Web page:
Your last will and testament is one of the most important documents you will ever sign during your lifetime. Your will is an essential part of estate planning as it stipulates how you want your assets dealt with upon your death.
Your estate refers to everything you own and owe, from property and cars to investments and debts. Proper estate planning will ensure that your estate is set up in a tax-efficient way that benefits you during your lifetime and your beneficiaries after you die.
properly structured estate ensures that:
- There is enough
cash to pay outstanding debts.
- There is an
income (and capital if required) for your dependants.
- The estate is
distributed according to your wishes. Your business interests are protected.
- Taxes are
minimised (e.g. estate duty and income tax).
As it is a crucial area of financial planning, it is worth getting professional advice if you are drawing up a Will. If you do not have a valid Will, you die intestate and the laws of intestate succession apply. In other words, the law of the land designates beneficiaries according to specific kinship.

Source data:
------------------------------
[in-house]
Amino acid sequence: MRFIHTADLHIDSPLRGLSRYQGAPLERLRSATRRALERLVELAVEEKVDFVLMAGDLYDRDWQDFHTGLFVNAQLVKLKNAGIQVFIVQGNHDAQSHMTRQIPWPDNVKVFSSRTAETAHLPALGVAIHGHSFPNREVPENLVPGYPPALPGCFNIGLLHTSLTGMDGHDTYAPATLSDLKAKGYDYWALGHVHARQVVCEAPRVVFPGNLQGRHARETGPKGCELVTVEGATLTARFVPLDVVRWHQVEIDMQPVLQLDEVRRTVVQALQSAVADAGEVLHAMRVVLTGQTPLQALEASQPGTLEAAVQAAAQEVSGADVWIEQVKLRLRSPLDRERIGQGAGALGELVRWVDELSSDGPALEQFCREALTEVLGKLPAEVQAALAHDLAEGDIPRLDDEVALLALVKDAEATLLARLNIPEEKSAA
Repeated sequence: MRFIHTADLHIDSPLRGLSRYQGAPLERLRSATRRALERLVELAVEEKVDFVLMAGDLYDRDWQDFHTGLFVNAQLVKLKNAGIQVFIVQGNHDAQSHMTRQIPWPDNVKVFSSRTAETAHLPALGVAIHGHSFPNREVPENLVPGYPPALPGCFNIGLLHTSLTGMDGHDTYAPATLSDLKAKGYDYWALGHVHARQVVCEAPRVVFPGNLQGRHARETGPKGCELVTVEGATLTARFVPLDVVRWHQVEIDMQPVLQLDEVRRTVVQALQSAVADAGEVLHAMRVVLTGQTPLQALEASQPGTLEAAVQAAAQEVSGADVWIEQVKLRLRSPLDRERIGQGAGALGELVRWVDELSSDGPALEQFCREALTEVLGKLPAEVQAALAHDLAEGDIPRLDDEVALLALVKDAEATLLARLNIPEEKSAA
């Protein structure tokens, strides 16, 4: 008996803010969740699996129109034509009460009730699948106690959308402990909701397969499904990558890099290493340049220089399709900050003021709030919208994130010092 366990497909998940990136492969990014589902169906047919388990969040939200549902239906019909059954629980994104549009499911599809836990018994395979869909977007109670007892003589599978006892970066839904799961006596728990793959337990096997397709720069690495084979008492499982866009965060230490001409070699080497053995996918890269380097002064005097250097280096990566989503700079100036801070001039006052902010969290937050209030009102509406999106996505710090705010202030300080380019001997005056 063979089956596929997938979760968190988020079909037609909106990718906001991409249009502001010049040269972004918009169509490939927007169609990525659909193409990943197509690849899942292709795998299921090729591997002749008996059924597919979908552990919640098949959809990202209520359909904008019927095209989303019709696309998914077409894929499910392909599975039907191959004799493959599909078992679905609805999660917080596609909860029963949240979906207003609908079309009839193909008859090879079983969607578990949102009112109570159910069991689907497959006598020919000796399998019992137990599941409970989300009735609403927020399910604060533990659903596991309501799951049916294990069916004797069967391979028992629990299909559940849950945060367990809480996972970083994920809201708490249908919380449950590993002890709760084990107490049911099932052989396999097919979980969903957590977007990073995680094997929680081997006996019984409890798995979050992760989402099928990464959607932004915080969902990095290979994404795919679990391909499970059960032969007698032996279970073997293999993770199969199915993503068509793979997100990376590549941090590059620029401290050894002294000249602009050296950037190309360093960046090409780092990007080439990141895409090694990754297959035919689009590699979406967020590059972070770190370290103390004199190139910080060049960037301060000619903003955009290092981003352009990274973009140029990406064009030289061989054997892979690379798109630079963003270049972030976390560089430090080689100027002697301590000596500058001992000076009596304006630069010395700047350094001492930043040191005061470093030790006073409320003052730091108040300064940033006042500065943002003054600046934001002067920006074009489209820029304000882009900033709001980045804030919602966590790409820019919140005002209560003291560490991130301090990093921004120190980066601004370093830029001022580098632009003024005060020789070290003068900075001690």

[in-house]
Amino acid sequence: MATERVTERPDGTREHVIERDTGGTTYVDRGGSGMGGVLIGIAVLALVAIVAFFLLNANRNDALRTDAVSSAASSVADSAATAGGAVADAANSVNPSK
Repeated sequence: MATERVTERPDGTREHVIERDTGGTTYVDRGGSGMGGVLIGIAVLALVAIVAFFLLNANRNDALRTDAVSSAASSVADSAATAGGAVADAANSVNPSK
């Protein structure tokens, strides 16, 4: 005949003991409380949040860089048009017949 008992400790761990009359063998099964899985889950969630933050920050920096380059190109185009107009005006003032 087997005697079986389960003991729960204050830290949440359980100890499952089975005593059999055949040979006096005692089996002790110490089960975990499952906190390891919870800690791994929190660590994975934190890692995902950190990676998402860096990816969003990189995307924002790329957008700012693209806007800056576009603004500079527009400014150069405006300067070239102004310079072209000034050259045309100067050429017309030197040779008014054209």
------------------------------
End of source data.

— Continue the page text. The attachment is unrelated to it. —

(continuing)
You must appoint an executor in your will. The executor is responsible for ensuring that the terms of your Will are carried out and that your estate is administered in terms of the Act. Ideally this should be a professional person or trust company, who specialises in the drafting of wills and administering deceased estates. If you do not have a Will, an executor will be appointed by the state.
A Trust can be established in your will in order to hold and administer assets on behalf of a beneficiary. Whether it makes sense to set up a Trust fund depends on the beneficiary’s circumstances and the value of the assets. Some reasons for setting up a Testamentary Trust include:
- To provide for
- To ensure that
minors’ inheritances are invested until a certain age (age of majority is 18).
- To administer
assets on behalf of immature/handicapped beneficiaries during their lifetime.